This film is not about Capitalists or the 99%, as much as some commentators would have you believe. It is about a far greater force that sees everyone with equal contempt, regardless of social station, and is willing to use our propensity for not truly seeing each other for who we are in order to toy with us before our complete annihilation, a dispassionate view, separate from any conventional politics, which is an eminently more terrifying prospect.
However, these quibbles aside, this is a powerhouse of a film that, while long, never outstays its welcome. There is much giddy fun to be had watching Batman and Catwoman fighting together. Although never named outright as such in the film, Hathaway gives the most definitive take on the character yet and one closest to the modern comics’ take on the character. Playful, determined and unpredictable, she obviously has a lot of fun with the character and so do the audience.
Hardy’s Bane is less defined. Thankfully not the outrageous hulk of the comics (see Batman and Robin on how to do that literally for poor results), he is a grim figure of brute force and a horrible determination. While there is not much to the character on screen, Hardy nevertheless manages to play it as scarily as he can without falling into moustache twirling, with Bane’s eyes and voice giving what window to his soul that there is and there are some moments of tragedy to the character towards the end. His voice is a distracting element that, while mostly audible, is inconsistent in accent and sounds like an odd mix of James Mason, Darth Vader and Pantera’s Philip Anselmo. The rest of the cast all perform admirably, especially Gary Oldman, whose Jim Gordon seems to have been the character from the comics who has never been given such respectful treatment on screen before. Christopher Nolan has a gift with ensemble casting, especially effective when creating a story around such a singular and indelible character as Batman.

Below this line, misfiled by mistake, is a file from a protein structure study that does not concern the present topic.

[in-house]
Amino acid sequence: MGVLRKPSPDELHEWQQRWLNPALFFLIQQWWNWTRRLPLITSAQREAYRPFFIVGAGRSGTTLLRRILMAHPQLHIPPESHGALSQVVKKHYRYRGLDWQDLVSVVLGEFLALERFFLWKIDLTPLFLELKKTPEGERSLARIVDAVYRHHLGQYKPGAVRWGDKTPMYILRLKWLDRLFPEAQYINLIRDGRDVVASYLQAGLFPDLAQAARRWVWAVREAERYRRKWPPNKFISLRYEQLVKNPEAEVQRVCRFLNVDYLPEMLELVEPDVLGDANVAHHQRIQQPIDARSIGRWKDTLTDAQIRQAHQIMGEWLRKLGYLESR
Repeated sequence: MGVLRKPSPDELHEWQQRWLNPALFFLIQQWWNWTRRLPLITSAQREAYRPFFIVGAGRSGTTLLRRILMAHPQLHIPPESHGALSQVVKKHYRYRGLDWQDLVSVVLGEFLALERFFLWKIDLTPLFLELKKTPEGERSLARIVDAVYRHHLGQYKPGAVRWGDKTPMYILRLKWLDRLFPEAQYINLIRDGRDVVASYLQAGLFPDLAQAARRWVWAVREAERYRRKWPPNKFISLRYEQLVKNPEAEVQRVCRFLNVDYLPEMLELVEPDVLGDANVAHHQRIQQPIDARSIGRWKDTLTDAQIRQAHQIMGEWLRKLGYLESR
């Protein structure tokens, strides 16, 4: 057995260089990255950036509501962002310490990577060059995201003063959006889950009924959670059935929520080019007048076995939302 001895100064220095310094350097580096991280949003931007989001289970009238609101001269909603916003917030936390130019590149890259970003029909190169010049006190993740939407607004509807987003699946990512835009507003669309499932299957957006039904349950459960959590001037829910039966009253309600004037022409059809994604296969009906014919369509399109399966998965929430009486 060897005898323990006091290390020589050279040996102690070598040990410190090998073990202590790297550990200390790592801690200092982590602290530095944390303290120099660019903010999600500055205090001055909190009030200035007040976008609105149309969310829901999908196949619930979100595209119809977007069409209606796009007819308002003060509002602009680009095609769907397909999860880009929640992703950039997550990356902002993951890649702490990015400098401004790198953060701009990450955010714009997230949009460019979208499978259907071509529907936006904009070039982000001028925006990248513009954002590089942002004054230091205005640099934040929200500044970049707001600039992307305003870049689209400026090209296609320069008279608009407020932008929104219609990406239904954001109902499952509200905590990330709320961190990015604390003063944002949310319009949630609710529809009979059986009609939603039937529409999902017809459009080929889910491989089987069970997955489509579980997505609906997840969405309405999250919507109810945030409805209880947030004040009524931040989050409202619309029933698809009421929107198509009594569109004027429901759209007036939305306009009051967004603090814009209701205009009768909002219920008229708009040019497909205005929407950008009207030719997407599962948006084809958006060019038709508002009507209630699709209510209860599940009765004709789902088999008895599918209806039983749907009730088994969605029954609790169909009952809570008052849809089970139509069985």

The tension never quite attains the edge of seat heights of The Dark Knight’s climax but the final twenty minutes of the film bruise along like a juggernaut, and this end to Nolan’s spin on Batman has enough action and emotional wallop to keep it all together and there is more humour there than many would like to admit, particularly concerning Selina Kyle. A consistent sense of tone and character development, never before granted to a superhero on screen before, lifts The Dark Knight Rises above most other examples of the genre and seen together the entire trilogy is head and shoulders above any other attempts at the genre.
Perhaps it would have been fun to see this incarnation of Batman in further films but this is Nolan’s world and he only tells the stories he feels are worth telling. The next person to bring Batman to the big screen has a monumental task. They’re going to need the resolve of the Bat himself to step into those boots.